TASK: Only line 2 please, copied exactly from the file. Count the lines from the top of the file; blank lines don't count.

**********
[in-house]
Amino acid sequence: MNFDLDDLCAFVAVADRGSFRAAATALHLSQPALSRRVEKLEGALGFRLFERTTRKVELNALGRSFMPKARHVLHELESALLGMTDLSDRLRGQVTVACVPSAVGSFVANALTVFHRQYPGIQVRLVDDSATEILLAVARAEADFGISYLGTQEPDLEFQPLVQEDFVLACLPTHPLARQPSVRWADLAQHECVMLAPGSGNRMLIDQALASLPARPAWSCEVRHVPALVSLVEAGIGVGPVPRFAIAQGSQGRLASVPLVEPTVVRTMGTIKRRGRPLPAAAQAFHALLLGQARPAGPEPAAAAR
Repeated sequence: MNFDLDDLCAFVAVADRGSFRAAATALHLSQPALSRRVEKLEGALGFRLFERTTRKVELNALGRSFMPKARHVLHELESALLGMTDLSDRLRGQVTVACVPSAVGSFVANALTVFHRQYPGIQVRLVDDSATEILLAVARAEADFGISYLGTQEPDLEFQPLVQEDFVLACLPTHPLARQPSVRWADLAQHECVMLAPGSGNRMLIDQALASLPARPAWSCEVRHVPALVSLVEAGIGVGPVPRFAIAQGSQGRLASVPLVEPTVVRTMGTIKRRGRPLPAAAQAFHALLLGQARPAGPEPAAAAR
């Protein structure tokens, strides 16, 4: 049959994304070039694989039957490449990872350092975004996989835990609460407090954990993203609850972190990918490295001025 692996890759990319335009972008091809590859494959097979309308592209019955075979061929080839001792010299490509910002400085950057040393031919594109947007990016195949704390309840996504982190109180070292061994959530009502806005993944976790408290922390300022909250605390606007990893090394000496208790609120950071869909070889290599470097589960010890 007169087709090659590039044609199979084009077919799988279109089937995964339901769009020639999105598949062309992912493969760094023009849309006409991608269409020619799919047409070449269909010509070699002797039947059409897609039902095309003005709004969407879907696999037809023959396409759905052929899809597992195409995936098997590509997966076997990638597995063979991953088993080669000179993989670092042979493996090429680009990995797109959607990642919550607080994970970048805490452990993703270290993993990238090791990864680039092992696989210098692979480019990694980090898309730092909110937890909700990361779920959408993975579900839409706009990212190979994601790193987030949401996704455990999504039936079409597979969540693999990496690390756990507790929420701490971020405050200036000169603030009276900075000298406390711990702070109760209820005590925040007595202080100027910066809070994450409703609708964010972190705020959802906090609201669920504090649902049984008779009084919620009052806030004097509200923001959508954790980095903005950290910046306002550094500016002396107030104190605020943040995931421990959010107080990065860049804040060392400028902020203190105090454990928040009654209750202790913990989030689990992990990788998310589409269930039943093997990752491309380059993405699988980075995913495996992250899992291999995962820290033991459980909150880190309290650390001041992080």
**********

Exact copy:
Amino acid sequence: MNFDLDDLCAFVAVADRGSFRAAATALHLSQPALSRRVEKLEGALGFRLFERTTRKVELNALGRSFMPKARHVLHELESALLGMTDLSDRLRGQVTVACVPSAVGSFVANALTVFHRQYPGIQVRLVDDSATEILLAVARAEADFGISYLGTQEPDLEFQPLVQEDFVLACLPTHPLARQPSVRWADLAQHECVMLAPGSGNRMLIDQALASLPARPAWSCEVRHVPALVSLVEAGIGVGPVPRFAIAQGSQGRLASVPLVEPTVVRTMGTIKRRGRPLPAAAQAFHALLLGQARPAGPEPAAAAR